The mobile device is reinventing the computing platform, much the same way the laptop untethered end-users who then left their desktop computer in the dust bin. Devices are now doing a similar flip-flop with laptops while introducing a range of new options for security and application deployment and use. These include new authentication techniques and controls for centralized access that reside right on the device.
These developments are coming along as enterprises are losing their grip in the explosion of devices, many of which end-users own and IT does not control. This year alone, Gartner predicts the shipment of 1.8 billion mobile phones and more than 260 million ultramobile tablets. Next year, those numbers will rise to nearly 2 billion phones and 324 million ultra-mobiles.
Access control improvements are lining up behind these devices, including multifactor authentication, mobile-only authentication architectures and ultimately an Internet of Things component. These improvements hold the promise of restoring IT control to computing concepts enterprises care about most - namely security and data protection.
Three buckets: know, have, are
According to the old cliche, authentication mechanisms can be categorized into one of three buckets -- something you know, something you have, or something you are. "Know' refers to some remembered secret, "are" some biometric characteristic or pattern of the user, and "have" refers to some physical object, the demonstrated possession of which serves as proof of identity.
Historically, in practice the "have" category has meant "something 'extra' you have," i.e., something tailor made for authentication that the user wouldn’t otherwise have in their possession, such as hardware tokens or smart cards. But these factors place a burden on users -- a "something you have" is of little value for authentication if the user doesn’t actually have it with them.
Far better for authentication is "something you 'already' have," i.e., a mobile phone that provides the user with value in its own right and is secondarily an authentication factor (at least from the user’s PoV). We don’t need to remind users to bring their phones with them as they leave the house -- for most of us that would be as unthinkable as leaving the house undressed. It’s through our phones that we access email, business applications, social media, games, news, etc . It’s precisely that phones are so useful that makes them a great "have" factor -- the attachment that user’s feel for their device ensures they will be carried (and available for authentication purposes).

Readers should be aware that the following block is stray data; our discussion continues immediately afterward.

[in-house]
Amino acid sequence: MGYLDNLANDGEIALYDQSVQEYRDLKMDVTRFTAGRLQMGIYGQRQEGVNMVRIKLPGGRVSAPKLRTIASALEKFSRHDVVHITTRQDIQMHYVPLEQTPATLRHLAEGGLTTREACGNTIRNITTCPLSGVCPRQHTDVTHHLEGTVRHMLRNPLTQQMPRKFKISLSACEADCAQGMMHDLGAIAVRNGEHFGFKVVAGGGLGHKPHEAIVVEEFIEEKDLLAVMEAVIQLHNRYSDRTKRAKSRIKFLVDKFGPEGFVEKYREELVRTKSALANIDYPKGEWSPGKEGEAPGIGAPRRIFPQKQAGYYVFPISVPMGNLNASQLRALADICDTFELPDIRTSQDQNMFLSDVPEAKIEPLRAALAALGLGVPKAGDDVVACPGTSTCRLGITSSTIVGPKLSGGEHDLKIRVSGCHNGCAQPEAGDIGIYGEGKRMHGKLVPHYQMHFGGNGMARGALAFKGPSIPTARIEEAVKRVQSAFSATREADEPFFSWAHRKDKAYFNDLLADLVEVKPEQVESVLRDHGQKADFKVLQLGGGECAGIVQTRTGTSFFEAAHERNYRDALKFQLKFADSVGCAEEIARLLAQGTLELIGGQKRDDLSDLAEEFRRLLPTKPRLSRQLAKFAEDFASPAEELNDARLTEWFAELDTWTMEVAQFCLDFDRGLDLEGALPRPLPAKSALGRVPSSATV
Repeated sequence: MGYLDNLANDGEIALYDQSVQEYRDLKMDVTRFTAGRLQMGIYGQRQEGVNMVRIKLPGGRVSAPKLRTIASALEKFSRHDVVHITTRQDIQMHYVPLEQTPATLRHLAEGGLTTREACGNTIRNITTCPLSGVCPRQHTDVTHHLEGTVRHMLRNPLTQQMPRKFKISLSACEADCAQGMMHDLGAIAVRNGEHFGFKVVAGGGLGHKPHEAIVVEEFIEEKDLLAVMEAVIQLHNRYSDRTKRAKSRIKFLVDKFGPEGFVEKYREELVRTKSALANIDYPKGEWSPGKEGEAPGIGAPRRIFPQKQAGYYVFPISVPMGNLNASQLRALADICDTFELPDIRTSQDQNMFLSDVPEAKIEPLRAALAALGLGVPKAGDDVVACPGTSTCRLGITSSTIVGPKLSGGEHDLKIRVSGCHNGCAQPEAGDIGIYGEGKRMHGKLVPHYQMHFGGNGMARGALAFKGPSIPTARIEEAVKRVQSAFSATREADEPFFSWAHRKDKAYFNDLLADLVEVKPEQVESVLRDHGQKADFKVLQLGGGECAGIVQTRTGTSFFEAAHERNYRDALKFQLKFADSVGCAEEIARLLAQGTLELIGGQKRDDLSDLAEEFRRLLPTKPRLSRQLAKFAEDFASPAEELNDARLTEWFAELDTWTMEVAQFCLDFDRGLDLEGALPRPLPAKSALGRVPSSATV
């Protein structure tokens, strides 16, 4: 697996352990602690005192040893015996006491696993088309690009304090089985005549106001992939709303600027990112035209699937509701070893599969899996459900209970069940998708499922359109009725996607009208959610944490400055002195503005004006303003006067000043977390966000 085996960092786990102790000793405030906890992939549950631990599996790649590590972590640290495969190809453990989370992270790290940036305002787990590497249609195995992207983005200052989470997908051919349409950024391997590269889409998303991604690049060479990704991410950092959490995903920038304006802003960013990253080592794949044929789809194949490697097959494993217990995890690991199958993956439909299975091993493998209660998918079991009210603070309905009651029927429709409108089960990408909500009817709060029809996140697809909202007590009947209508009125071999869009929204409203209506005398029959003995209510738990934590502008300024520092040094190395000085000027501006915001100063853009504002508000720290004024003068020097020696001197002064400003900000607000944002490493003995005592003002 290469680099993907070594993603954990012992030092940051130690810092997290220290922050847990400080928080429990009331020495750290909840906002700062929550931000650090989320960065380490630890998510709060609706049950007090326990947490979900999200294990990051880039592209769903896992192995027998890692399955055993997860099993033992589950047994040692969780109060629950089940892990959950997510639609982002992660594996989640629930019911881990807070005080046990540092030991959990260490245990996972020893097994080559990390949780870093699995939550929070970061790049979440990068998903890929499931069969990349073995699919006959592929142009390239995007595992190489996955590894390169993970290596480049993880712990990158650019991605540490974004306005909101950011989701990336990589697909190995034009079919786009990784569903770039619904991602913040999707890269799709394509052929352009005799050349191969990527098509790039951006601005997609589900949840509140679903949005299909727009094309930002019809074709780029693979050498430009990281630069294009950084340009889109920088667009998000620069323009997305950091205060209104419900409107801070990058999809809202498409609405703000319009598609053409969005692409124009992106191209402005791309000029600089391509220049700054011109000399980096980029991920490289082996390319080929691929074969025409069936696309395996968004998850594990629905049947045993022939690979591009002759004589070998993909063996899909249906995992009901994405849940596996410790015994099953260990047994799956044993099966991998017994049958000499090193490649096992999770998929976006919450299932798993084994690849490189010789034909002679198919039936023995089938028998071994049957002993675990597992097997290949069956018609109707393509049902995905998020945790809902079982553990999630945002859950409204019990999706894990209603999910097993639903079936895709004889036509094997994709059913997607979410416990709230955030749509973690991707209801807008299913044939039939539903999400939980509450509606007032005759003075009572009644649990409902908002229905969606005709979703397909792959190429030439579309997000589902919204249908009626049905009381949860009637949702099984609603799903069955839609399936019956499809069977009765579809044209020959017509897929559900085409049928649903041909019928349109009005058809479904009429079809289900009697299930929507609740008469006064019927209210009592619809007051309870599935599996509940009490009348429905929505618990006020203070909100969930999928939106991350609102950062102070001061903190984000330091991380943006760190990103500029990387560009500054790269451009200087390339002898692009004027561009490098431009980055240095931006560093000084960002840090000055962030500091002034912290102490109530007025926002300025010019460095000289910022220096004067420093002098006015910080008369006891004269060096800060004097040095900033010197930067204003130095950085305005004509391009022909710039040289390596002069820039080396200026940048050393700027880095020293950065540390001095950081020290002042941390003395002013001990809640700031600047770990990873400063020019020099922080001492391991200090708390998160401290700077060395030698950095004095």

Networking, on board storage
The phone as a networked computer with on-board storage is what makes it useful for authentication. Different mobile-based authentication schemes leverage different combinations of the above features. SMS systems (where a code is sent via SMS) leverage the connectivity, time-based OTP systems like Google Authenticator use the ability to run native applications in the OS; push systems such as accells technologies, (a Ping Identity acquisition I recently helped orchestrate), and solutions from other vendors including Duo Security and Authy, take advantage of the connectivity and native apps; and emerging standards like Fast Identity Online (FIDO) take advantage of all three (plus more and more phone-based biometrics).
Each authentication model offers different trade offs between usability, cost and security and, to a certain extent, mitigates different threats. A next generation authentication platform will need to be smart enough to choose between the different mechanisms based on current context, past history, and the resource being accessed.
Regardless of their specific characteristics, all of the above authentication models assume a ‘login’ event, in which the user performs some explicit operation via the phone in order to authenticate. But the phone, given its tight binding to the user, has the potential to be a rich source of context that can either supplement or replace such explicit logins.
For instance, the phone's geolocation is an excellent proxy for the user's location, and by comparing current values to the previously recorded pattern, could identify risk flags ("why is he in Nigeria when his calendar says he has meetings all day?" or "she never drives this fast" etc). Of course, there are privacy concerns with this sort of passive ‘monitoring’ -- user opt-in, as enabled by OAuth and OpenID Connect, will be critical.
Mobile phones might not be the only authentication device users carry. Today, more and more people have fitness trackers and smart watches on their wrists, or Google Glass on their brows. All these things share many of the characteristics that make phones so useful for authentication. A colleague of mine at Ping recently demonstrated how, by flicking sleep mode on/off when prompted, a JawBone UP wristband can be used as a second factor.
Is bring-your-own-wearable the next opportunity (and challenge) for enterprise IT? Consider how much more likely will be the scenario of passive contextual authentication described above when the context of multiple "some 'things' we have" can be aggregated together.